Toilet training is always a big subject for parents; when, how, what’s ‘normal’? It can feel like a daunting task. For our family I faced this having worked for a decade in nurseries, and the same again as a nanny to several families. I’d seen all kinds of methods, and learned a lot, as much about what not to do as about what to do. Here are some tips from my experiences.
The right time is when the child is ready
When you are sat there with your 4 year old still refusing to try I know it seems like you will never get there – you are not the only ones, and when you have a small 2 year old who wants to use a potty and you feel overwhelmed like its too soon, you are also not the only ones. I have seen all sorts of ages potty train, it is a wide age range of ‘normal’.
There’s never going to be one definitive list for recognising readiness, but these are some clues;
• Physically they need to have gained some bladder and bowel control. You will start to notice this is happening when you are sometimes checking their nappy and finding it dry or noticing they’ve filled it to bursting.
• They may indicate – verbally or non verbally they are wet. Or you may notice your child stops what they are doing, or disappears to a hidden spot.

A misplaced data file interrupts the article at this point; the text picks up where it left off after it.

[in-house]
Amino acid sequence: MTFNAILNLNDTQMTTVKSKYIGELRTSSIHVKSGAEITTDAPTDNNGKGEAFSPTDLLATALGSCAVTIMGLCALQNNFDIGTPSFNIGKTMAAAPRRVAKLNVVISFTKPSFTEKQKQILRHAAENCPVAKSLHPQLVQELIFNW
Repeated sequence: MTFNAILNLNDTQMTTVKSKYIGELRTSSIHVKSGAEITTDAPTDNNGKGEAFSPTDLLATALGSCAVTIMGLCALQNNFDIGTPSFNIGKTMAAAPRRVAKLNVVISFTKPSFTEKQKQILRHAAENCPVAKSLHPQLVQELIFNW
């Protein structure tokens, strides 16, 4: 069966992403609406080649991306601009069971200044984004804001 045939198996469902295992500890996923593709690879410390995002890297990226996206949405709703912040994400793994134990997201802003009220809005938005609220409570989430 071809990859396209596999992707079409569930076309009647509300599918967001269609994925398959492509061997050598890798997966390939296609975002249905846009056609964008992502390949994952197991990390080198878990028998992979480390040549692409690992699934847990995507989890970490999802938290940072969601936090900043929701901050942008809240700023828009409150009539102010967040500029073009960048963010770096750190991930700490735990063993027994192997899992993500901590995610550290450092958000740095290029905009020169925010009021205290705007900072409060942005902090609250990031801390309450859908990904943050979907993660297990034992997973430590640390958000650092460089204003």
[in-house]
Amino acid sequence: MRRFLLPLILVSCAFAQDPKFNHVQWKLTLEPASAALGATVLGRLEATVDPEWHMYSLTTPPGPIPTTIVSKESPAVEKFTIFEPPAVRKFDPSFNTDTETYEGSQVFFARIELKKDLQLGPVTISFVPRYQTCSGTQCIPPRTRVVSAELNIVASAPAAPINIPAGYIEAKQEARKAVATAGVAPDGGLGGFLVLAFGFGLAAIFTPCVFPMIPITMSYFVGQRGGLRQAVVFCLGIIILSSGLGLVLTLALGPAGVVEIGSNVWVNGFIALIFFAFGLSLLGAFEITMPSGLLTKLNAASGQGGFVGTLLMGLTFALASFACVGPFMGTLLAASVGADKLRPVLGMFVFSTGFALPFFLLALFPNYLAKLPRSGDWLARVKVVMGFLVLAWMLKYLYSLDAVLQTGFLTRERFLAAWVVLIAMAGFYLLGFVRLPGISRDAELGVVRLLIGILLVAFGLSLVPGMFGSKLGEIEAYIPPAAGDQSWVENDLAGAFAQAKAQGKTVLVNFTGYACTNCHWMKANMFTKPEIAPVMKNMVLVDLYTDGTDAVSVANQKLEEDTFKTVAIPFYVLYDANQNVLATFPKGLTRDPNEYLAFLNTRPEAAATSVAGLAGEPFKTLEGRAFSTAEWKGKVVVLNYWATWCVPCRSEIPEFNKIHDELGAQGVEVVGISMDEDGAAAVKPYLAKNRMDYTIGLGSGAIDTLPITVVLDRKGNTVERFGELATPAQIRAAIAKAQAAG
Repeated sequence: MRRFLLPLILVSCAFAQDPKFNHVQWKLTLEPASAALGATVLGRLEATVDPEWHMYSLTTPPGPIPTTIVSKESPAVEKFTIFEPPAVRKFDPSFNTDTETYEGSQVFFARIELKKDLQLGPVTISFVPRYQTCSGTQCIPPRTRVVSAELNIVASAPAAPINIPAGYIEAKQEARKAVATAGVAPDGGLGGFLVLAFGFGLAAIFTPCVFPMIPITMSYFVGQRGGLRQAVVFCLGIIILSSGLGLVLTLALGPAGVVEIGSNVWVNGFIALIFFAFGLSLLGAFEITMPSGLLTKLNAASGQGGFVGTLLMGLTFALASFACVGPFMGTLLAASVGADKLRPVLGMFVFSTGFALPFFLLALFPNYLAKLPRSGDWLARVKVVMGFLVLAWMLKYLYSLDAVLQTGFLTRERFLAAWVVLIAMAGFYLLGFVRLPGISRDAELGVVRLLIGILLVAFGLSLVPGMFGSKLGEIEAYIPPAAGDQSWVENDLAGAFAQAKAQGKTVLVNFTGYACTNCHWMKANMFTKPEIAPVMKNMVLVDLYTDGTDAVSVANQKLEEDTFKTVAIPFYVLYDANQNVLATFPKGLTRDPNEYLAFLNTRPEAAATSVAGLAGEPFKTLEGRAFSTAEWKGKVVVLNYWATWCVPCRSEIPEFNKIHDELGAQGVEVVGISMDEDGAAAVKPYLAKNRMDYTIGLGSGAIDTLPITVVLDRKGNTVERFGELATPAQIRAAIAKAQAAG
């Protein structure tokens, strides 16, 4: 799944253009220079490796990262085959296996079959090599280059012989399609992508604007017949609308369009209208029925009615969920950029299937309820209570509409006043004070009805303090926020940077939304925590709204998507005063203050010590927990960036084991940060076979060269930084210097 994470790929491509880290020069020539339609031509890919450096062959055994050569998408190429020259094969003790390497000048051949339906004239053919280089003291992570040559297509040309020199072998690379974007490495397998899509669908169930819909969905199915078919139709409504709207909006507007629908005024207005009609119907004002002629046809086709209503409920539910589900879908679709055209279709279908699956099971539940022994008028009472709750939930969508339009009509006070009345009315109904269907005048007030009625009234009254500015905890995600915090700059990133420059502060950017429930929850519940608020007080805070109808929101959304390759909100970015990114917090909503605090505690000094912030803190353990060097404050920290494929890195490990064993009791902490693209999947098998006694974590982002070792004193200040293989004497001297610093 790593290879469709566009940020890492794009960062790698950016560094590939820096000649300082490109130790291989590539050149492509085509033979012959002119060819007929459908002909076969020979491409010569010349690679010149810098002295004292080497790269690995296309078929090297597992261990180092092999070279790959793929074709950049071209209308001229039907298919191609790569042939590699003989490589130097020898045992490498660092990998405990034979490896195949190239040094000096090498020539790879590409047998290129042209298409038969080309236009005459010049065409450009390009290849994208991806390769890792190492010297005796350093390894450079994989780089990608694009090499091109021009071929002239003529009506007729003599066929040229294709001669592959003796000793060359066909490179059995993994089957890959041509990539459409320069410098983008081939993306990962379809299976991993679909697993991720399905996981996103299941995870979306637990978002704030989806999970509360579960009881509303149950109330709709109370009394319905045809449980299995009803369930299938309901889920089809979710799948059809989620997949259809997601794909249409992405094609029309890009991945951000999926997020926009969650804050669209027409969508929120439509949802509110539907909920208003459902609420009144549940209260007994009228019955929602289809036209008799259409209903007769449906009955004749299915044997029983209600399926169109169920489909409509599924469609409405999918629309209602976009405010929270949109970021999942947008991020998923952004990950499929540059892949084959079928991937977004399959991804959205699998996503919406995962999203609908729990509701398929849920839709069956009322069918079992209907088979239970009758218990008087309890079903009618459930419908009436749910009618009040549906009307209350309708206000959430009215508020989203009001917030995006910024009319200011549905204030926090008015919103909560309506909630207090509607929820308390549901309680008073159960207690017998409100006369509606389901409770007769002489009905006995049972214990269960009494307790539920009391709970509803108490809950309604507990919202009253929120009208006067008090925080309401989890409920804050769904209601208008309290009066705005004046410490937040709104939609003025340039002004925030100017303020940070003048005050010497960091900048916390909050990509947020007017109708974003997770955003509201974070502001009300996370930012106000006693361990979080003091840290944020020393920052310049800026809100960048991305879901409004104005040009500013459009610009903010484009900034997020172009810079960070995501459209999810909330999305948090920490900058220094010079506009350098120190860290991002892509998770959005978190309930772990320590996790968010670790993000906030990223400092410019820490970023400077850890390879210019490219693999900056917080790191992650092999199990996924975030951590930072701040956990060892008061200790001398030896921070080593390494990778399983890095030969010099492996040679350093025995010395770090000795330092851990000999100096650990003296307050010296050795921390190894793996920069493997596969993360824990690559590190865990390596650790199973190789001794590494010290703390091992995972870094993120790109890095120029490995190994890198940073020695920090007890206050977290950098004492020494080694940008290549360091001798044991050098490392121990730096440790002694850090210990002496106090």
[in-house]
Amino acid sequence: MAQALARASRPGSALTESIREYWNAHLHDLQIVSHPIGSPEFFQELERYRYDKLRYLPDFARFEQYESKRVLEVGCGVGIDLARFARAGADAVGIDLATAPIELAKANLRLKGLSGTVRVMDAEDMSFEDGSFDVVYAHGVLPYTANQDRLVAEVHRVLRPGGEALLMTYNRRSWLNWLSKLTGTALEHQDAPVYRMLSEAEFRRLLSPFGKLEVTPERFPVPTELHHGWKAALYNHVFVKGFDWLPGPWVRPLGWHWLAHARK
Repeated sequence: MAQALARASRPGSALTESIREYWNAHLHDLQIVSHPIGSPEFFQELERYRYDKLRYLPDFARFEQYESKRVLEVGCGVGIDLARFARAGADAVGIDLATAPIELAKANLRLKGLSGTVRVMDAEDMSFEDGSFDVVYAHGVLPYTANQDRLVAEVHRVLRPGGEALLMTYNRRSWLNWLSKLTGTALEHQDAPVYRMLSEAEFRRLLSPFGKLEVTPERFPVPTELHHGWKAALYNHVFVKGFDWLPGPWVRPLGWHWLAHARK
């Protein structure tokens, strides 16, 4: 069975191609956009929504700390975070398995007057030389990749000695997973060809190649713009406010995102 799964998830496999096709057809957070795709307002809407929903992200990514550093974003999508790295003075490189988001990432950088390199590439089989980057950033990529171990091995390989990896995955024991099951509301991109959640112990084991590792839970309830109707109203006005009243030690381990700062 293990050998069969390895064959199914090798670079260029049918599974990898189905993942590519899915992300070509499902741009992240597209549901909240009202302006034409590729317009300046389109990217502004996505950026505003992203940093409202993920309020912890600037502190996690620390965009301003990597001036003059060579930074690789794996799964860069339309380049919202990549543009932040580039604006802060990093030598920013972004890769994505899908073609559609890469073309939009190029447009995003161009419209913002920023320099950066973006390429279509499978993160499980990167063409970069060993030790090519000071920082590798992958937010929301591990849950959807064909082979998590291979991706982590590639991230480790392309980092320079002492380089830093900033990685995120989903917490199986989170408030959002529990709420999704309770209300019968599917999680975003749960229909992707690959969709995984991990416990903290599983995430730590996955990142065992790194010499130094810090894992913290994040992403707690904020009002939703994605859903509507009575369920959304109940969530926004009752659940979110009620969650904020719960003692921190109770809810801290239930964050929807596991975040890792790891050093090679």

• Its important to also recognise when a child is emotionally ready too. Physical ability alone is not enough, so the time is right when the child is willing. If you show them the potty and its a firm no then its not the time, but subtly pop it out at relevant times, before the bath etc. make it available so the child can communicate when they are ready.
You do not need to go cold turkey
Monday morning in nursery and a child would turn up in pants with not a nappy in sight, in a different environment, with different people and within 5 minutes they’d have an accident. Within half a day they’d run out of clothes! There seemed to be this belief that when you decided the time was right that was it, one day your child is in nappies and the next they are gone, and you are not going back.